Submitted by Emily Hoover | email@example.com
The following is a poem submitted to the Creative Section by Emily Hoover. The Gargoyle is currently accepting submissions of creative works including creative writing, fine art, graphic illustrations, multimedia and photography.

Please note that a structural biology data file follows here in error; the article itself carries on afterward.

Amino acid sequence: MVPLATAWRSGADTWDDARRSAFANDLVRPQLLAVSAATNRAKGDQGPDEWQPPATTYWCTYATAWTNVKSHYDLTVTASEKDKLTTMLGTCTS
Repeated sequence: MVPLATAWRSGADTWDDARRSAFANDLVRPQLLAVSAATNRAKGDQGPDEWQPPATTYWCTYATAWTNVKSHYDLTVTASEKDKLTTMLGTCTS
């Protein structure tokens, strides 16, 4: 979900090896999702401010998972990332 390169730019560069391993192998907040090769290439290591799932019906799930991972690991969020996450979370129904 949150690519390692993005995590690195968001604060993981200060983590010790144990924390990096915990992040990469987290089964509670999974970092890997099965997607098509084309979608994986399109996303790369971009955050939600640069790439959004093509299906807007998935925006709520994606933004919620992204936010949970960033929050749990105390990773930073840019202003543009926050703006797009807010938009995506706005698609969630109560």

O Little Armored One The early morning breeze hums, gently, as my boots glide from the shoulder of the road to the sight of new death. Pink, porcelain piles of flesh meet the gray, broken asphalt of a deserted, cold highway far from your home. The Aztecs called you turtle-rabbit. The Spanish called you armadillo. You are indistinguishable, now, O Little Armored One. Yet I can distinguish your species, for they call you Nine-Banded. You dominated this soil. I recoil from the sight. I grab the shovel, which sat in my county truck. Yet, I pause because I know you. We are one in the same. I too dig and grub for food to feed my emaciated imagination. I too do not possess sight, but have large eyes. O Little Armored One, I too have armor to protect from insecurities. I too use armor to shield myself from regrets. The shovel falls from my hands as the flies feed on fragments of your flesh.I cannot see your armor; it has failed. But still you take risks. Blind, you yearn for night. You birthed four identical babies, but still you hunt alone. I imagine you treading water, your armor as weights. I imagine your teeth, feeding on small invertebrates. A prehistoric creature, adapting to a modern world. We have dissimilar features, But I too hunt alone. I investigate my own guarded boundaries as this highway separates me from the world. I scrape you from the earth, leaving blood on the ground. I too wish to cross roads. I too seek food in greener pastures. I too jump, surprised at the sight of headlights. I too have thought myself indestructible. Resilient Mamalia,I envy your strength. The sunlight illuminates.
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